Elijah had originally been instructed to camp by the Kerith Ravine. Here the LORD supplied all his needs and sustained him during a severe famine. Then we are told:

“Some time later the brook dried up because there had been no rain in the land.” (v. 7)

When the source of his supply dried up, God moved Elijah on to his next assignment. The depletion of resources preceded the shift in seasons.

Has your brook dried up?

Is there any area where previous provision is running low?

Maybe in your work, orders aren’t coming in. Or your services just aren’t in demand like they were before.

Or it could be that the passion you once had for a place or position has dried up. You used to love it. Now it drains you.

In a friendship, you were once excited to see the person regularly. They energized you. Now, it feels as if you have nothing in common. Conversation is strained. Every time you hang out, you leave feeling weary and depleted.

In a church or ministry, it increasingly feels as if you are no longer aligned. Being in this place used to feed your spirit and ignite your zeal for Christ. Now, it seems stale and as if they are simply going through the religious motions. You’ve changed – but they’re doing what they’ve always done.

Sometimes unexpectedly, things just shift. There’s no obvious reason for it. But it almost fails as if someone has turned off a faucet. There’s no longer any flow. Everything increasingly feels dry and barren.

It could well be a sign that God is reorienting and repositioning you for the next assignment.

  1. You move on when God makes new provision of resources and relationships.

I often say that ‘when the ‘grace lifts in one area of your life, God relocates it somewhere else’.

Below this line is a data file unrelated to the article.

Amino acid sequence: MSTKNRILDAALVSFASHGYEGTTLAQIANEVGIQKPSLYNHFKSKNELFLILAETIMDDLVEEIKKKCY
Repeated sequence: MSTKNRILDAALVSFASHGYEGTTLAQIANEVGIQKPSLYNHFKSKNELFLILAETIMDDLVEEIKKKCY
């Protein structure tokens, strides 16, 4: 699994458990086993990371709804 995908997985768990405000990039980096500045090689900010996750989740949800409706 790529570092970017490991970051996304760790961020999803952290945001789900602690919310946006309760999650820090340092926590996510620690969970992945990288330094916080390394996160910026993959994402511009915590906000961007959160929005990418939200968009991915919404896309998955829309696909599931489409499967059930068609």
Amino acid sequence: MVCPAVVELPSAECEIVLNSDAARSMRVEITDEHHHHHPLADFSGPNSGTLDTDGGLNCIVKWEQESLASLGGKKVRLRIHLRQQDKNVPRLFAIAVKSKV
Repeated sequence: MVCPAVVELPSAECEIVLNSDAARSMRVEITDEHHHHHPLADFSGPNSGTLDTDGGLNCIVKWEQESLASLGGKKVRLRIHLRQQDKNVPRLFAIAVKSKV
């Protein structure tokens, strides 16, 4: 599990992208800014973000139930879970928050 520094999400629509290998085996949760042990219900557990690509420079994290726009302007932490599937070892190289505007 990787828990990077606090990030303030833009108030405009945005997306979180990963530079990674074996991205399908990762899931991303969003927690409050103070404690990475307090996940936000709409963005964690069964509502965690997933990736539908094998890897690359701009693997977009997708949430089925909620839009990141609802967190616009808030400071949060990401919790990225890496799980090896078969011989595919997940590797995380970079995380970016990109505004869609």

New doors open, new opportunities are presented, new resources are made available, new connections form.

When the brook dries up for Elijah, God doesn’t leave him without provision. He instructs Elijah:

“Go at once to Zarephath in the region of Sidon and stay there. I have directed a widow there to supply you with food.” (v. 9)

In our own journey, when God called us to make a major move, we were reluctant to leave as it seemed that we had nowhere else to go. However, as we eventually stepped out in obedience, we discovered that He had already made provision in a new place. First, a home was made available to us. Then, once we relocated, new ministry positions soon opened in a church that we loved.

Sometimes it happens the other way around. God unexpectedly places a new door, opening, or opportunity in front of you. You didn’t see it coming. You were quite happy in your current role.

Your first instinct might be to turn it down or to ignore it. However, you begin to recognize that God is drawing you into something new. And to step into it, you will have to leave where you currently are.

Notice that God tells Elijah to leave “at once”.

In other words, once an assignment is finished, don’t hang around. There’s no reason to linger or keep looking back.

The truth is that most people stay too long in an assignment that has reached its expiration date. We struggle to let go of the old. We become comfortable. We love the familiar. We develop connections and relationships. We get settled. And we don’t like the unknown, unpredictable, and unfamiliar.

Often you are leaving more than a job or a role. Your identity might be attached to it. You’re maybe walking away from status, security, relationships, emotional support, and community.

In these days of shaking and disruption, God is calling many of His people into new roles, places, positions, and alignments.

This is a ‘levelling up’ season. He is placing something new into your hand.
But to fulfil his purposes and plans, we may have to make a move.

Ask yourself:

What is God speaking to me right now about my current assignment?

  • Is it complete?
  • Is there still more to be done in this area/role/position?
  • Am I sensing a shift in some part of my life?

Has my brook dried up?

  • Is there still a ‘flow’ in this area?
  • Or have things started to go stagnant?
  • Is my heart fully engaged?
  • Or have I started to flatline and lose passion?

What is God placing before me?

  • Are there new opportunities or open doors?
  • Is He aligning me with new connections or relationships?
  • Are new resources becoming available?

Don’t rush on from these questions.  Pray into them.  Write down what you’re experiencing.  Ask God for the next steps.

Even if you can’t see what lies ahead, if one assignment is coming to an end, trust that the Father has already prepared the next thing for you.